Small percentage of children given BCG tuberculosis vaccine in India
WASHINGTON — Less than half the patients in a small study conducted in India had received bacille Calmette-Guérin tuberculosis vaccine, according to data presented at the 2016 American Academy of Dermatology annual meeting.
“Cutaneous tuberculosis is still highly prevalent in India and continues to be an important cause of morbidity in children,” Sumit Sethi, MD, in the department of dermatology at Maulana Azad Medical College in New Delhi, India, and colleagues wrote.
To analyze the clinical pattern of cutaneous tuberculosis in children, the researchers conducted a prospective observational study of 20 patients at an outpatient dermatology department during a 1-year span. Patients were examined using serology for HIV, Mantoux tests, chest X-rays, cytology and histopathology. All were treated with a short-course regimen of anti-tubercular therapy.
Eights were diagnosed with lupus vulgaris, seven had scrofuloderma, five had lichen scrofulosorum, three had tubercular gumma and one patient had tuberculosis verrucosa cutis. Four patients were concomitantly infected by more than one type of skin tuberculosis. In addition, seven patients had regional lymph nodes, three had lung involvement, and one had involvement of the gastrointestinal tract and bone.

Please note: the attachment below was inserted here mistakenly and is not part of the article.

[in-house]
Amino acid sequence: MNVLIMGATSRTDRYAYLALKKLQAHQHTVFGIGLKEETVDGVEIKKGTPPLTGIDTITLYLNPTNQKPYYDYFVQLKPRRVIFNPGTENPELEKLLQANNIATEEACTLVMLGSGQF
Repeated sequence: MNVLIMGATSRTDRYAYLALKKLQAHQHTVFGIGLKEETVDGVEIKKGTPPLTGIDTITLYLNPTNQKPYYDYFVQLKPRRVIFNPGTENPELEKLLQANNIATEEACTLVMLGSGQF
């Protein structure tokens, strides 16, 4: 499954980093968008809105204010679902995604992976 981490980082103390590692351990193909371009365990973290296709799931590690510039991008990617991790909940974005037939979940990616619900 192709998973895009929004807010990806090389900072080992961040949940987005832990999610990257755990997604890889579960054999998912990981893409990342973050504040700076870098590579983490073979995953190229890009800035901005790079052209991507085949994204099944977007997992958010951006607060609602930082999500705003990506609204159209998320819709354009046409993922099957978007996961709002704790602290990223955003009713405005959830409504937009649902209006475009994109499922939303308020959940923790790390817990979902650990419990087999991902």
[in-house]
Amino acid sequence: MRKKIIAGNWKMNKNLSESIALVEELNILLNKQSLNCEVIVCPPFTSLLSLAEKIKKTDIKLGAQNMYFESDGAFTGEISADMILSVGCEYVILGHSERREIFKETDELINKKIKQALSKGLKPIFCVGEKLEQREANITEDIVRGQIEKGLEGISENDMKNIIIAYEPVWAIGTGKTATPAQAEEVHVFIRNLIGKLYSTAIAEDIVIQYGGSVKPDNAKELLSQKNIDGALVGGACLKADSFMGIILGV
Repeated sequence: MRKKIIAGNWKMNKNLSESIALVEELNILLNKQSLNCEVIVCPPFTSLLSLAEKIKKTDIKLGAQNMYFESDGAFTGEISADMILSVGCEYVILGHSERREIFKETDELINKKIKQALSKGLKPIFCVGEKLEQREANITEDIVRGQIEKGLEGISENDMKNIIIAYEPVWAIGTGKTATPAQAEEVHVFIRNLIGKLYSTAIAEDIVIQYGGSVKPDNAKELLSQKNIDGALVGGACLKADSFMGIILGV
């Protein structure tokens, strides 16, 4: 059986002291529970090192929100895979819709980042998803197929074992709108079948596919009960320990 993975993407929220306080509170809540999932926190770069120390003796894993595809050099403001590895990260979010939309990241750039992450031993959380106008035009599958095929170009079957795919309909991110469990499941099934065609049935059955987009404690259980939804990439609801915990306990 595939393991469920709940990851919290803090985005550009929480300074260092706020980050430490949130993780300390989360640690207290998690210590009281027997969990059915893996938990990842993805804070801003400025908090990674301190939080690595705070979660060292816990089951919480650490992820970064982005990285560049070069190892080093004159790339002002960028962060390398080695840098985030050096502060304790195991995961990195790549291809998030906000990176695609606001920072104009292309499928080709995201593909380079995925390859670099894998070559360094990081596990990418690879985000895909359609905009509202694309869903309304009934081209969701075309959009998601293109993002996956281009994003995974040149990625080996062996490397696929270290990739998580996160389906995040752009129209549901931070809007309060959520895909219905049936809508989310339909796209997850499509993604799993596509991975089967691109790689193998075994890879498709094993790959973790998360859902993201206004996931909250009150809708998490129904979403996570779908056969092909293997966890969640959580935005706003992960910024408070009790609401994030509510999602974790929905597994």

The researchers said that seven patients had a family history of tuberculosis. Of the 17 patients with available vaccination data, seven had received BCG vaccine. Among them, no child developed disseminated TB, while three in the unvaccinated group had disseminated disease. The researchers found no correlation between Mantoux reactivity and disease severity.
Sethi and colleagues reported that their study was limited by its small sample size.
“Preliminary results show protective efficacy of BCG vaccine in preventing hematogenous complications of primary infection and provide protection against disseminated cutaneous disease,” Sethi told Infectious Diseases in Children. “The main source of pediatric cutaneous tuberculosis is family members, and chemoprophylaxis needs to be more aggressively pursued in children with household cases of tuberculosis.” – by Will Offit
Sethi S, et al. Abstract 3234. Presented at: American Academy of Dermatology Annual Meeting; March 4-8, 2016; Washington D.C.
Disclosure: Infectious Diseases in Children was unable to confirm relevant financial disclosures at the time of publication.